The absent-minded maestro was racing up New York’s Seventh Avenue to a rehearsal, when a stranger stopped him. “Pardon me,” he said, “can you tell me how to get to Carnegie Hall?”
“Yes,” answered the maestro breathlessly. “Practice!”
OK, so practice might not get you to Carnagie Hall, but it will make you a better shooter.
Let's talk about dry fire training, a method that many of the world's best shooters still use daily to keep their skills honed to razor sharpness. Many championship shooters are relentless in their training both on and off the range. Being at the highest professional levels has many advantages that neither you, nor I have at our disposal.
For instance access to ranges, sponsorships for ammo and guns, and at the very top levels some pros plain old just get paid to shoot. And yet, they still practice dry firing. I guess once you've reached the top you'd like to stay there as long as you can.
For the rest of us with limited funds, time, and range access who still want to get good/better, there's always Dry Fire Training. It has many useful purposes that can improve your shooting and overall skills. It doesn't cost much (if anything), and you can do it without ever having to leave the comfort of your own home.
At this point I'd like to stress that when you do this, PLEASE be sure your firearms are unloaded, (check it twice, maybe 3 times) it's best to remove any live ammunition from the room you're practicing in, and even though you've gone through the above steps be sure of your target and beyond.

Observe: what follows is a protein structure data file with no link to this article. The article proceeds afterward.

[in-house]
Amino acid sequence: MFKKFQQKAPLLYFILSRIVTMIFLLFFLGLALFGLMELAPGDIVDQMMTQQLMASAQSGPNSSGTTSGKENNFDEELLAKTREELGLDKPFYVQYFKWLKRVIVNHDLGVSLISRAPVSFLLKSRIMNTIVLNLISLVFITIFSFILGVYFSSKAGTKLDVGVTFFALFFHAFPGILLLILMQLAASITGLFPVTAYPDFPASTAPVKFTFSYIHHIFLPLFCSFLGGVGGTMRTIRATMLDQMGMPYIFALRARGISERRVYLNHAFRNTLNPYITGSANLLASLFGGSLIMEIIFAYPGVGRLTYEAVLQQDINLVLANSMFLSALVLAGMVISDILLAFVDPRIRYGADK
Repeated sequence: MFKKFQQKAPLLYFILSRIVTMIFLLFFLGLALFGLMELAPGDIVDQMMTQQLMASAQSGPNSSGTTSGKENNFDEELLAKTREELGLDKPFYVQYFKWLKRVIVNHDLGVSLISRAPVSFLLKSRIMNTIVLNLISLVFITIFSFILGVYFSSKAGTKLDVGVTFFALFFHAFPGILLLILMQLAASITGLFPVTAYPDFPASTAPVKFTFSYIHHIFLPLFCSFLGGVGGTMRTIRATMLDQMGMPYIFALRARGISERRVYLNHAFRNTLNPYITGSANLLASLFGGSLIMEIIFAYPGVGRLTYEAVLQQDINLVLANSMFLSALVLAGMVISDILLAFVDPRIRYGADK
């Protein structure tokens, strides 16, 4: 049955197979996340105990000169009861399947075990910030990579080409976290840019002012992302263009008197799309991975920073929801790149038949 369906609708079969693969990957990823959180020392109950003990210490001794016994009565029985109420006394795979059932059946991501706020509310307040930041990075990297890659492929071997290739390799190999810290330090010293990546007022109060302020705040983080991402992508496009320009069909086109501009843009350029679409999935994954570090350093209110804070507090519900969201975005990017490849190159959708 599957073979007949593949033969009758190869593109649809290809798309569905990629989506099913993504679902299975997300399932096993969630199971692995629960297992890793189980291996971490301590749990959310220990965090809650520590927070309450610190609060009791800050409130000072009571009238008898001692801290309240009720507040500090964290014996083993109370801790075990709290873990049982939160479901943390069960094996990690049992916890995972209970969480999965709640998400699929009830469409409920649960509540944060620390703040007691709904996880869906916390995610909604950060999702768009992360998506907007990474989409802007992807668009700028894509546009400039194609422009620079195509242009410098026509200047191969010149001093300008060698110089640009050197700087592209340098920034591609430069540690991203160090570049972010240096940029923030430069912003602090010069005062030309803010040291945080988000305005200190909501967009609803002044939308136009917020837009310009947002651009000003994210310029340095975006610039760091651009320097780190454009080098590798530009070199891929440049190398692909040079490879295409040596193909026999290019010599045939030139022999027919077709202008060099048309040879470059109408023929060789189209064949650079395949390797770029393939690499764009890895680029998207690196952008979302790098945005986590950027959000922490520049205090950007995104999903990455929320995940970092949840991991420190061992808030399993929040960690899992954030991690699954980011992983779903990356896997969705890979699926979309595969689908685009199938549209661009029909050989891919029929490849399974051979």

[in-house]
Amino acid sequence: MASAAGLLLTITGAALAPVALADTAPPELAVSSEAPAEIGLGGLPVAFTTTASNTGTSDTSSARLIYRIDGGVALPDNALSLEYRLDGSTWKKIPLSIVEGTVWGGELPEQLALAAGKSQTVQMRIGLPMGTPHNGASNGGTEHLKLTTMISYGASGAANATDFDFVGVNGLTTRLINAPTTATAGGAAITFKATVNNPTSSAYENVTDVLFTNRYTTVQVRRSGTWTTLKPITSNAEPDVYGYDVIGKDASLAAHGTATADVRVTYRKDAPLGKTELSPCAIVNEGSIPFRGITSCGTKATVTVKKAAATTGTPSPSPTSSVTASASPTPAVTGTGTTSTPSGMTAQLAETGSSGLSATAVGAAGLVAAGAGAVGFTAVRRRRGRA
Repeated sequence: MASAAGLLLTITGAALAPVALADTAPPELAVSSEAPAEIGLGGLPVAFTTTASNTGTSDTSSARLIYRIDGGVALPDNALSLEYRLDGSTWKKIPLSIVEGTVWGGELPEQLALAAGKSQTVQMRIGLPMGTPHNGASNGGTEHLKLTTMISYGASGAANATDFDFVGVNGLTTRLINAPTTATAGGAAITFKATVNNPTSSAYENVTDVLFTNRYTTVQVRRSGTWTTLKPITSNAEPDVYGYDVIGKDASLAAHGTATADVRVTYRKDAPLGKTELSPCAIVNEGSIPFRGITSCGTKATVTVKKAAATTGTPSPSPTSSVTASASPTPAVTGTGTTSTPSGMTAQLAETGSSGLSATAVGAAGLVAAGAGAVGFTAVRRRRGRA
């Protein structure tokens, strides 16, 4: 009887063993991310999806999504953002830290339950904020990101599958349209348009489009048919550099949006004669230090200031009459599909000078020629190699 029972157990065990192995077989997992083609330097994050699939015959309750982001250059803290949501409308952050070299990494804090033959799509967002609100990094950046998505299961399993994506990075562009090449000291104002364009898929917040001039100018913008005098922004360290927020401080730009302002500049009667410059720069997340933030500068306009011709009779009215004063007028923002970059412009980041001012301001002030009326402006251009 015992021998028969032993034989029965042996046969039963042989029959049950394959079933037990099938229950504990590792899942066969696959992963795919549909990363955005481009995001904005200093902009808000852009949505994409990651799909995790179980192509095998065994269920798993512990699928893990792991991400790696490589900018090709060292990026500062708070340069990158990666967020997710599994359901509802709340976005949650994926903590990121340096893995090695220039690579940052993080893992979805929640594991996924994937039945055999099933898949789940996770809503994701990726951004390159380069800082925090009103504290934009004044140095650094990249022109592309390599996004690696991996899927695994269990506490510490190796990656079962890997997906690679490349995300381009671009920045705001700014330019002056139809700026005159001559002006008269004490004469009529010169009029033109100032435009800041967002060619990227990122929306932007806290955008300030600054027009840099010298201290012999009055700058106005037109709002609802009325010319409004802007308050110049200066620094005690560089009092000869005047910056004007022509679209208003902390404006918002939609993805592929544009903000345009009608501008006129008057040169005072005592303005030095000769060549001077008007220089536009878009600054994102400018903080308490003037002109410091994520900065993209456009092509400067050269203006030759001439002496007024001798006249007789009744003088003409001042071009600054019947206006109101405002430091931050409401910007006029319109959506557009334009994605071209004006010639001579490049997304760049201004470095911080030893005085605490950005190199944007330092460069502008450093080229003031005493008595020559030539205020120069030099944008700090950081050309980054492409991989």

There are quite a few things you can improve on by using dry fire, here's just a few.
- Safe and effective gun handling.
- Drawing your weapon from your carry holster, gaining speed in clearing the holster and getting your weapon out without snags or interference.
- Training your muscle memory to constantly bring your gun up to bear upon your target.
- Training yourself to quickly acquire a hasty, but accurate sight picture.
- Pulling the trigger crisply, cleanly, and most of all, accurately.
- Last, but not least, safely re-holstering your firearm.
You can also practice smooth trigger pull exclusively to improve your accuracy. This can be done by placing a spent round or snapcap on your front sight and bringing it to your point of aim on your target and pulling the trigger. I know this one sounds like something out of some martial arts movie where the master challenges you to pull the trigger without upsetting the pebble on your front sight, but it works quite well. I just suggest that maybe you have a few spent rounds on hand to make up for the ones that roll away under the couch.
I know some of you will ask "dry firing, won't that damage my gun?" With many of today's striker fired weapons, it won't cause any undue harm, but there are products out there like snap caps, and targeting devices that will alleviate any concerns and quiet the voice inside your head that keeps telling you dry firing is bad. If your gun of choice is a Glock, GlockStore even offers a reset trigger for their dry fire trainer so you don't have to keep racking the slide.
There are quite a few trainers on the market, to include one that even works with your smart phone. Simply choose what method or product fits you best, and get to practicing.
I think one of the best benefits you'll get from this is when you finally decide to head over to the range. If done correctly, you should see a significant improvement in your shooting, and it will only add to your enjoyment there.
Marksmanship, like any skill, diminishes over time if you're not doing it repetitively and frequently. When you dry fire in the comfort of your own home (safely) it'll allow you to continue to practice and improve upon your skills without having to spend a bunch of money, or spending a bunch of your free time to frequent the range.
I don't know about you guys but when I finally do carry my butt to the range it usually turns into an almost all day affair. Dry firing keeps me ready, and I can sneak in a few minutes of practice quite often.
To sum it up, practice practice practice, While it might not make you perfect, it will surely make you better.